In a controversial incident at Philadelphia High School for Girls, principal Lisa Mesi denied diplomas to two young Black women after they danced across the stage during graduation. (essence.com) Following the outcry, Mesi has been replaced as the principal by Janis Butler in what the school district calls a “temporary” change. The incident has sparked discussions about tradition, racism, and the right to celebrate achievements in marginalized communities. (essence.com) (inquirer.com)
Philadelphia High School for Girls, a historic magnet school, has a long-standing tradition of graduates wearing all white attire and walking across the stage in a sedate manner. (6abc.com) Mesi had warned graduates that diplomas would be withheld if their families clapped, cheered, or called out their names during the ceremony. (washingtonpost.com)
During the graduation ceremony, Hafsah Abdul-Rahman performed the griddy dance and an audience member laughed, while Saleemah Burch flipped her hair and made a gesture, leading to someone clapping. Both Abdul-Rahman and Burch expressed humiliation and distress over Mesi’s decision to hold them accountable for the reactions of audience members. (essence.com)
District officials acknowledged that withholding diplomas based on family members cheering was unacceptable and apologized to the affected families and graduates. However, the incident raises concerns about the underlying racism and the suppression of joy and celebration in marginalized communities. (essence.com)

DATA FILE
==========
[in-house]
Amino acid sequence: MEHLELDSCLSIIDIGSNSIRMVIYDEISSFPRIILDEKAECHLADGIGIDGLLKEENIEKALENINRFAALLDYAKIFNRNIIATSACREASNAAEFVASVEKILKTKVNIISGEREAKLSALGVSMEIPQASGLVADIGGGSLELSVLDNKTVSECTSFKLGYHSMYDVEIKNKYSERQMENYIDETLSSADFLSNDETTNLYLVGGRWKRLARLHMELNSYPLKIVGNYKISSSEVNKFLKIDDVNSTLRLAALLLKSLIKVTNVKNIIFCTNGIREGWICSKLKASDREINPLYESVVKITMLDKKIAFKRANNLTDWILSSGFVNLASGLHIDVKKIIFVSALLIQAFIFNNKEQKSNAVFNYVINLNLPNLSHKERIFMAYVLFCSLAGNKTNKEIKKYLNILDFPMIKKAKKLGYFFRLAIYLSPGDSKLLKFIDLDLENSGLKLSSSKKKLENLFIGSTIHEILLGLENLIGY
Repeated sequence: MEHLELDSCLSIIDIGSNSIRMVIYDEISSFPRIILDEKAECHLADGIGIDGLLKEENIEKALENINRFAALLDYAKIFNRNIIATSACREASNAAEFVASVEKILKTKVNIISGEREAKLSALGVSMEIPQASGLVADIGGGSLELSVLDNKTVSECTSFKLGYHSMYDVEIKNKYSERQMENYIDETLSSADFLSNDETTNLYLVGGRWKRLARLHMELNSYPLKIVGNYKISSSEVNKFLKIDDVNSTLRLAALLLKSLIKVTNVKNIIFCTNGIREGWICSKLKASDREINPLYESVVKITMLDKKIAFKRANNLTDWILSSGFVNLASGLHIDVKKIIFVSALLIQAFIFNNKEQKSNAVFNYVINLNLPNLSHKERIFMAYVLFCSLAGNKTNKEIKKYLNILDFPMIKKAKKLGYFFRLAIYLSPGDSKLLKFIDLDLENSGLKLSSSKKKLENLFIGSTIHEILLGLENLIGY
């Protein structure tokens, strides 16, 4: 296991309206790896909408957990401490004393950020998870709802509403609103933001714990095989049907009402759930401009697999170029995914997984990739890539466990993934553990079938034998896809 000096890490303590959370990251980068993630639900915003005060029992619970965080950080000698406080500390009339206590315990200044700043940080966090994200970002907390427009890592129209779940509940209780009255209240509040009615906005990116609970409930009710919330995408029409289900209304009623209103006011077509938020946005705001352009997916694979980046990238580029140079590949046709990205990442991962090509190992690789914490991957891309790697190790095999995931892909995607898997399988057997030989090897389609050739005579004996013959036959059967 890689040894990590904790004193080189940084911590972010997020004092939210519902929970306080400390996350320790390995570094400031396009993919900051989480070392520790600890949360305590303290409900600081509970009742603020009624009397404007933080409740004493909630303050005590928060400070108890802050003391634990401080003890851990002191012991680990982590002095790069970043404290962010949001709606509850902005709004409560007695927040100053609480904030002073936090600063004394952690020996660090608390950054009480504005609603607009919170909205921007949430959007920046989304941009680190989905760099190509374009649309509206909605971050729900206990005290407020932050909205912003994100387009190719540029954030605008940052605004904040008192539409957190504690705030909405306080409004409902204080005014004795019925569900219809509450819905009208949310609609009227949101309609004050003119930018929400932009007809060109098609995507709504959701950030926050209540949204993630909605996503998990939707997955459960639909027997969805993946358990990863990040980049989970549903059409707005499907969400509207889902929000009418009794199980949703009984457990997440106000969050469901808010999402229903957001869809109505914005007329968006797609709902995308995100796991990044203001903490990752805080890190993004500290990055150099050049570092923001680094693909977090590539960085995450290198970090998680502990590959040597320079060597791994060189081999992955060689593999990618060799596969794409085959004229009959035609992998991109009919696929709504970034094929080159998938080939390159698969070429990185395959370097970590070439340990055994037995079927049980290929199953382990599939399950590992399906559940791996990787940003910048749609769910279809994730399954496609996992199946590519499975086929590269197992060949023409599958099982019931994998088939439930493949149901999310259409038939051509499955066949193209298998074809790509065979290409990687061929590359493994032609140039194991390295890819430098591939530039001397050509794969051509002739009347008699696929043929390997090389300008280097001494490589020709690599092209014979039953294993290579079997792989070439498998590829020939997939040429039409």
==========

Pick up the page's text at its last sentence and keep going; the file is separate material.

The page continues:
The expectation of a silent and dignified graduation smacks of classism and racism, according to activist Mikki Kendall. It categorizes the joy of marginalized communities as a threat and assumes that there is only one way to behave in public. Administrators prioritizing silence and conformity over genuine celebration turns a day of achievement into a battle over arbitrary definitions of dignity.
Furthermore, this incident highlights the educational disparities faced by marginalized communities. Access to education is still relatively new for many of these communities, and the effort required to overcome the odds and pave a path to success is immense. When everyone has worked so hard to help a child succeed, it is only natural for everyone to want to celebrate, including cheering at the moment of receiving a diploma.
The incident at Philadelphia High School for Girls not only undermines the spirit of celebration but also perpetuates systemic inequalities. It is a stark reminder of the challenges faced by marginalized communities in accessing quality education and the need for a more inclusive and supportive environment in schools. By acknowledging and embracing the joy and accomplishments of all students, we can create a more equitable and celebratory educational experience for everyone.